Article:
I was sitting in my car, by the curb, waiting for my daughter to come down the path. School was out, it's Friday, and children ran as fast as they could---not so much away from school as towards freedom.
But one pair sprinted past the rest. A girl chasing a boy. In early elementary school, and often, all through it (back in my day, anyway) it always was the girls chasing the boys. My husband swears it was the other way around. But as I recall, boys would run up, tease, and run off, with a backward glance that begged, "Chase me!"
And we did. Usually laughing. Usually.
I knew both of the children. She's a first grader on my daughter's soccer team, and he's a neighborhood second grader. The girl had an uncharacteristically intense face. Normally she has a huge smile as she runs towards after school freedom, but today her face was pinched in a concentrated frown.
The boy? He appeared to be running for his life. He spotted a tree and clumsily hefted himself up into it, as high as he could, as fast as he could.
Without a sound, the girl flung her backpack up and whacked the boy on his rear end, which dangled over the tree limb that was his perch. She yelled something, and the boy shook his head. WHACK! went the backpack again. She appeared to repeat herself, the boy refused to look down. WHACK! WHACK! WHACK! went the backpack wielded by a girl who, by all appearances, was actually angry.
Suddenly, I recalled that sometimes, when chasing a boy, that burn in my chest wasn't just from my lungs working hard in the endless rapid circling of the playground. Sometimes that burn was anger.
Sometimes boys went too far in their taunting and teasing and stepped on the girls' pride.
You could tell the ones who wouldn't take it, would never take it. Their faces, as they chased the boys, read clearly, "You're going downtown Buster Brown!" They weren't giggling. I recall pinning a boy, who a moment before had been laughing, thinking his taunt hilarious, until I actually, fueled by a burst of fury, caught him, and knocked him to the ground.
My knee in his chest I said, "Take it back! I mean it, take it back forever!"
"Okay, okay, I take it back I take it back!" he cried in surrender.
"That will teach you!" I said with a humph, marching back to my girlfriends.
I watched that little seven year old girl giving the little eight year old boy the whatfor, and I thought, "That is awesome."
I really, really did. Make of it what you will, but it makes me warm and fuzzy inside to see little girls not taking it from little boys.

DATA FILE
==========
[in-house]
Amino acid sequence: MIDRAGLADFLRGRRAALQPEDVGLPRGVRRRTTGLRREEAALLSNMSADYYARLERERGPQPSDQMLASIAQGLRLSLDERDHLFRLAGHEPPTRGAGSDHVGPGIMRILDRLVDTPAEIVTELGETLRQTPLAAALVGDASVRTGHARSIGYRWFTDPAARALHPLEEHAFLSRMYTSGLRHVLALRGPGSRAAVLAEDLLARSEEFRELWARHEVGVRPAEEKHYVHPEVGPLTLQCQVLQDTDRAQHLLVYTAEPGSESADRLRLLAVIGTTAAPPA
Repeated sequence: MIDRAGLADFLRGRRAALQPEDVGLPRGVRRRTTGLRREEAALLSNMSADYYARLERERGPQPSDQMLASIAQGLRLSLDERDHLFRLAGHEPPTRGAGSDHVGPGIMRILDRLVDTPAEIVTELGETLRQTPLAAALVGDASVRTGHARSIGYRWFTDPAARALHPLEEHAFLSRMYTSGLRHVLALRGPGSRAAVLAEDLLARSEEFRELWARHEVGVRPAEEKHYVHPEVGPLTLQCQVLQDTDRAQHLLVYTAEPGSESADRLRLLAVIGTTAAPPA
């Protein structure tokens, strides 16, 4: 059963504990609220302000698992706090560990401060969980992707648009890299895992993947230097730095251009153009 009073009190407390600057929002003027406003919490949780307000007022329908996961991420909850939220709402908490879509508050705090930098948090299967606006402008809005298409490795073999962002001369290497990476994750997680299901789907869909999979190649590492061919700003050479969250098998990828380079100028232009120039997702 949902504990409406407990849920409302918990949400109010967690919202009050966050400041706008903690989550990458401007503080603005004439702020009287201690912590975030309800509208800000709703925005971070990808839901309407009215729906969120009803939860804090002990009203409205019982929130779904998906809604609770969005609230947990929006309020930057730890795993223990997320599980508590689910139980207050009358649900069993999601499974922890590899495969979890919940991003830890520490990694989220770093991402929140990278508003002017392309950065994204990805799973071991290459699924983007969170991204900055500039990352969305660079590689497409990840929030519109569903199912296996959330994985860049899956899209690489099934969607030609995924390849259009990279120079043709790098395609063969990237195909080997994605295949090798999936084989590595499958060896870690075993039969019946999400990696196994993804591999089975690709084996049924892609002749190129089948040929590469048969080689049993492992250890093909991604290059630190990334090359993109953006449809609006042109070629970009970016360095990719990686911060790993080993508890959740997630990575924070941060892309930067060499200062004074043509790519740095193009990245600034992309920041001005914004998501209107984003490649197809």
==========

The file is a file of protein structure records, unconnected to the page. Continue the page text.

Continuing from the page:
That's because I know in a few years, before they even leave elementary school, the boys, physically progressed beyond their emotional maturity perhaps, will continue those taunts, and if girls don't fight back, they'll never learn that you catch more flies with honey than vinegar, and they'll think it's okay. They'll draw around them girls who twitter and giggle instead of twisting their noses, hard, like they should when boys are cruel to them. The boys will develop a sense of entitlement to taking from and treating girls any way they like.
We think as parents that we teach our children how to be, but we must also accept just how very much outside society---mostly of their peers--shapes them too.
When I thought harder, the boy I chased and knocked down hadn't insulted me at all, but had instead insulted my best friend, who cried in response. I was avenging her honor, with more verve than I might have done for myself.
I suppose, on some level, I should have thought that the girl beating the boy with her backpack was doing something wrong, and maybe I ought to have hopped out of my car and stopped it. But in truth, I know the kids, he probably teased, and she was probably defending her honor. It seemed like kids learning to work it out for themselves. I was quite sure it would get worked out, and they'd be play buddies again before we knew it. It's important to draw boundaries and ask others to respect them, and this is how children do it. Sure, sure, we parents work to teach them other, better ways, but their peers must teach them, too. That lesson is essential.
And I know little girls are told too frequently too often in too many ways to be quiet and take it.
So I sat in my car, watched her teach him a lesson, and hoped she learned one too---a good one, one in which defending her honor was fine, being angry when taunted was fine, and not taking it from boys was exactly the way she ought to live her life.
Side note: Lest anyone feel defensive about boys, the other side of the story, how girls treat boys, etc, relax. This is, in fact, just one side of the coin, but it is a true side, and I, a girl, am most concerned with this side as I raise my girls.